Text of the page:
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Rotation about the Center of Mass

  1. Sep 4, 2010 #1
    Why is it that when an object moves both transitionally and rotationally the center of mass follows the path as if there was no rotational energy?

    My theory is that objects naturally rotate around the center of mass and since the center of mass is a point, rotation doesn't affect its location. If this is true then I have another question.

    Why do objects naturally rotate around the center of mass?
     
  2. jcsd
  3. Sep 5, 2010 #2

    K^2

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    Simple example. Consider just two masses, m1 and m2 joined by a weightless rod of length L.

    Imagine some forces F1 and F2 are applied to the two masses. In addition, there may be some tension in the rod. It applies force T to m1 and -T to m2. (Newton's 3rd Law)

    Acceleration of m1:

    [tex]m_1 a_1 = F_1 + T[/tex]

    [tex]a_1 = \frac{F_1 + T}{m_1}[/tex]

    Acceleration of m2:

    [tex]m_2 a_2 = F_1 - T[/tex]

    [tex]a_2 = \frac{F_2 - T}{m_2}[/tex]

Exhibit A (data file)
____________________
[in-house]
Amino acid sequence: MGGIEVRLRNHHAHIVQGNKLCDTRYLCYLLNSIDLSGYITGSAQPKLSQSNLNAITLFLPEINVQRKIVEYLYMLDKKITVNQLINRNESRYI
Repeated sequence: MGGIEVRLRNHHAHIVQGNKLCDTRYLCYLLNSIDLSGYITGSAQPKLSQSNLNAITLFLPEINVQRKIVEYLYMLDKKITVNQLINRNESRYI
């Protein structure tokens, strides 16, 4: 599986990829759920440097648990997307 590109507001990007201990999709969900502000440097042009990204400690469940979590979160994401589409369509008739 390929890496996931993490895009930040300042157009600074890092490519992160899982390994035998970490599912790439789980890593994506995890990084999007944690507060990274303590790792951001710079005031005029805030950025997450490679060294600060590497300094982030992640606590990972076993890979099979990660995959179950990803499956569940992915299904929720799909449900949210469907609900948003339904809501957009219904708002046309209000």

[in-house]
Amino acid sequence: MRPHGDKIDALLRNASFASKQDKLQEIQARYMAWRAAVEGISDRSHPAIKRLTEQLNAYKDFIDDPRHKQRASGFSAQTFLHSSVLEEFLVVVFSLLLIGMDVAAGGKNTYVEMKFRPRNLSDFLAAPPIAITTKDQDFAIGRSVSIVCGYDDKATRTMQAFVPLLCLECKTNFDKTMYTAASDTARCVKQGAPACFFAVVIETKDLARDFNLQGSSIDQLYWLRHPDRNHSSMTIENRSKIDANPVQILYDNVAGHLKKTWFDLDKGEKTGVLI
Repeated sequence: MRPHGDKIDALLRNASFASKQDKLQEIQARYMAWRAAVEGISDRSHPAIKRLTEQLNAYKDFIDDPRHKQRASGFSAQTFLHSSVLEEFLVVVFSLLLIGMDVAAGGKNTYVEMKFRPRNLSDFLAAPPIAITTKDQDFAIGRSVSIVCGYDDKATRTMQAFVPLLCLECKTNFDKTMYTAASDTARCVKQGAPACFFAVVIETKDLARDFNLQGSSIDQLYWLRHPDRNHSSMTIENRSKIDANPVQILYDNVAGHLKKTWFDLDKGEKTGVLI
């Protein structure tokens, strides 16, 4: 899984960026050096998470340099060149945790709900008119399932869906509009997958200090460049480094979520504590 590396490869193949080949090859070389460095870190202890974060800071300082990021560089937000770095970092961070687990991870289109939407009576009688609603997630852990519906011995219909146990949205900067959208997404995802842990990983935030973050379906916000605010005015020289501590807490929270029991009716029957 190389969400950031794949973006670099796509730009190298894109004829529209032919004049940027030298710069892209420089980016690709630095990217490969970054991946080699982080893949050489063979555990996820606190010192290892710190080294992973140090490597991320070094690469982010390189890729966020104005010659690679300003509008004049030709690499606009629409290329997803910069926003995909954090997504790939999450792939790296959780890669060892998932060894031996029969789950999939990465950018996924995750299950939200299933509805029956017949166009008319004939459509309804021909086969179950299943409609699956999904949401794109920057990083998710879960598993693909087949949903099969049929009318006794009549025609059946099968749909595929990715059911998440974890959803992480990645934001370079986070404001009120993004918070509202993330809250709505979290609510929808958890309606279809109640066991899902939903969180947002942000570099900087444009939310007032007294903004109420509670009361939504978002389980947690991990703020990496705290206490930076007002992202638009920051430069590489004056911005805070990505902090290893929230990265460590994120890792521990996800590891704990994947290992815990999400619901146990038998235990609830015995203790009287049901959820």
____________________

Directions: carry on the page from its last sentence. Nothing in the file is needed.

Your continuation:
Lets say that m1 is located at some point r1 and m2 at r2. Then the center of mass, r, is located at:

    [tex]r = \frac{m_1 r_1 + m_2 r_2}{m_1 + m_2}[/tex]

    From this, it is easy to convince yourself that acceleration of center of mass, a, is given by the following.

    [tex]a = \frac{m_1 a_1 + m_2 r_2}{m_1 + m_2}[/tex]

    Substituting earlier equations for a1 and a2 into the above, we get this.

    [tex]a = \frac{F_1 + T + F_2 - T}{m_1 + m_2}[/tex]

    Tensions cancel. If I now call the total mass of the system M = m1 + m2, the result is exactly what you expect.

    [tex]a = \frac{F_1 + F_2}{M}[/tex]

    [tex]a M = F_1 + F_2[/tex]

    Or in other words, the Newton's 2nd Law is valid for center of mass motion.

    It is easy enough to extend the above for any collection of point masses. If you know a bit of calculus, you can derive it for continuous rigid bodies.

    As far as the object rotating "around center of mass", any kind of motion can be separated into linear and rotational, with center of rotation being an arbitrary point. The above equations show that in absence of an external force, center of mass moves with no acceleration. That is, uniformly, along a straight line. Therefore, it is a natural choice for origin of rotational motion. You can pick any other point, but that point is going to experience a net force from its neighbors, and therefore, its motion is much more difficult to describe.
     
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